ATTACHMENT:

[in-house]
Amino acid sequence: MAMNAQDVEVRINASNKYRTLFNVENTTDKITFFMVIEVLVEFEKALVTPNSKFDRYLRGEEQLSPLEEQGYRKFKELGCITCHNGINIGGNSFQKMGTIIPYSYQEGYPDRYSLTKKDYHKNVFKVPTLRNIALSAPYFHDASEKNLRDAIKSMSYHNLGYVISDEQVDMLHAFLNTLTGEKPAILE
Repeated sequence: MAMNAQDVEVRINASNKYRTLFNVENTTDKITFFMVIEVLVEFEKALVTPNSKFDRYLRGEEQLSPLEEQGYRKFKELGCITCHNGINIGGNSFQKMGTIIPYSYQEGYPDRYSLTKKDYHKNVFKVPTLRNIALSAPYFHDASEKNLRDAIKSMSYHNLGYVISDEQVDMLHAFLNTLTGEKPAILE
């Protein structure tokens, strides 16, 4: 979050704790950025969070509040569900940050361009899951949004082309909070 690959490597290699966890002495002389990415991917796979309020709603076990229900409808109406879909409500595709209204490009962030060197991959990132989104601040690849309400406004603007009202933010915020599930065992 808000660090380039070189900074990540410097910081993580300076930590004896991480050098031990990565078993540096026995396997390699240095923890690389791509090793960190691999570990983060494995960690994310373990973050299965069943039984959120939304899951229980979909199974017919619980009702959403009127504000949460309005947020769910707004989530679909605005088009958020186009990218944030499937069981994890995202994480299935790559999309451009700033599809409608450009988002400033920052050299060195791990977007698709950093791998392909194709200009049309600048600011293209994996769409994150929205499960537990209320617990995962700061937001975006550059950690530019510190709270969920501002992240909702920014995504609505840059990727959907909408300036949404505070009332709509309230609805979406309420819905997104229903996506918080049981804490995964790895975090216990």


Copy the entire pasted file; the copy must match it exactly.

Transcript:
[in-house]
Amino acid sequence: MAMNAQDVEVRINASNKYRTLFNVENTTDKITFFMVIEVLVEFEKALVTPNSKFDRYLRGEEQLSPLEEQGYRKFKELGCITCHNGINIGGNSFQKMGTIIPYSYQEGYPDRYSLTKKDYHKNVFKVPTLRNIALSAPYFHDASEKNLRDAIKSMSYHNLGYVISDEQVDMLHAFLNTLTGEKPAILE
Repeated sequence: MAMNAQDVEVRINASNKYRTLFNVENTTDKITFFMVIEVLVEFEKALVTPNSKFDRYLRGEEQLSPLEEQGYRKFKELGCITCHNGINIGGNSFQKMGTIIPYSYQEGYPDRYSLTKKDYHKNVFKVPTLRNIALSAPYFHDASEKNLRDAIKSMSYHNLGYVISDEQVDMLHAFLNTLTGEKPAILE
């Protein structure tokens, strides 16, 4: 979050704790950025969070509040569900940050361009899951949004082309909070 690959490597290699966890002495002389990415991917796979309020709603076990229900409808109406879909409500595709209204490009962030060197991959990132989104601040690849309400406004603007009202933010915020599930065992 808000660090380039070189900074990540410097910081993580300076930590004896991480050098031990990565078993540096026995396997390699240095923890690389791509090793960190691999570990983060494995960690994310373990973050299965069943039984959120939304899951229980979909199974017919619980009702959403009127504000949460309005947020769910707004989530679909605005088009958020186009990218944030499937069981994890995202994480299935790559999309451009700033599809409608450009988002400033920052050299060195791990977007698709950093791998392909194709200009049309600048600011293209994996769409994150929205499960537990209320617990995962700061937001975006550059950690530019510190709270969920501002992240909702920014995504609505840059990727959907909408300036949404505070009332709509309230609805979406309420819905997104229903996506918080049981804490995964790895975090216990």